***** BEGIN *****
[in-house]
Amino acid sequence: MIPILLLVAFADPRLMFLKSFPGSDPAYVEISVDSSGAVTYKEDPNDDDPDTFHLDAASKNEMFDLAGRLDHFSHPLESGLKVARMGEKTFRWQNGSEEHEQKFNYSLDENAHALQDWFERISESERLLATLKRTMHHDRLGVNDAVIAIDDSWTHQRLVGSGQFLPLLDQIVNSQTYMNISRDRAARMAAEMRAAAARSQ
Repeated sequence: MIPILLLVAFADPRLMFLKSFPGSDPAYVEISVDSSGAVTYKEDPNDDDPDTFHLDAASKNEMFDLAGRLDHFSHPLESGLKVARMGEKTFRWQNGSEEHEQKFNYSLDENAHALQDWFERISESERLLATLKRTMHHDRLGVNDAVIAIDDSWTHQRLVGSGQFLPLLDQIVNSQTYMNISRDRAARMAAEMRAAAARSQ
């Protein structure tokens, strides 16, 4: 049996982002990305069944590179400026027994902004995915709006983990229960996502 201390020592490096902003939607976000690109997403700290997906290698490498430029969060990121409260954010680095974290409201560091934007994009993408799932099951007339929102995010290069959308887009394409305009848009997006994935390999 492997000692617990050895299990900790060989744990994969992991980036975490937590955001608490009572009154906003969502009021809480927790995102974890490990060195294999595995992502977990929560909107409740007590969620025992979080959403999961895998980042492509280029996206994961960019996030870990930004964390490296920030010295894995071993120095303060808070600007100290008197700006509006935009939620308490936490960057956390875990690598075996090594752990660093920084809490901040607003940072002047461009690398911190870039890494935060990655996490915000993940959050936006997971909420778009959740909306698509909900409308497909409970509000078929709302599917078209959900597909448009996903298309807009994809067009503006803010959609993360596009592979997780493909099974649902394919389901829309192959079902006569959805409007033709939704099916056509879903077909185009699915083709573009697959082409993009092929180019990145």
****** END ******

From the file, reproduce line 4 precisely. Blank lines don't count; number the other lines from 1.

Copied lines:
């Protein structure tokens, strides 16, 4: 049996982002990305069944590179400026027994902004995915709006983990229960996502 201390020592490096902003939607976000690109997403700290997906290698490498430029969060990121409260954010680095974290409201560091934007994009993408799932099951007339929102995010290069959308887009394409305009848009997006994935390999 492997000692617990050895299990900790060989744990994969992991980036975490937590955001608490009572009154906003969502009021809480927790995102974890490990060195294999595995992502977990929560909107409740007590969620025992979080959403999961895998980042492509280029996206994961960019996030870990930004964390490296920030010295894995071993120095303060808070600007100290008197700006509006935009939620308490936490960057956390875990690598075996090594752990660093920084809490901040607003940072002047461009690398911190870039890494935060990655996490915000993940959050936006997971909420778009959740909306698509909900409308497909409970509000078929709302599917078209959900597909448009996903298309807009994809067009503006803010959609993360596009592979997780493909099974649902394919389901829309192959079902006569959805409007033709939704099916056509879903077909185009699915083709573009697959082409993009092929180019990145």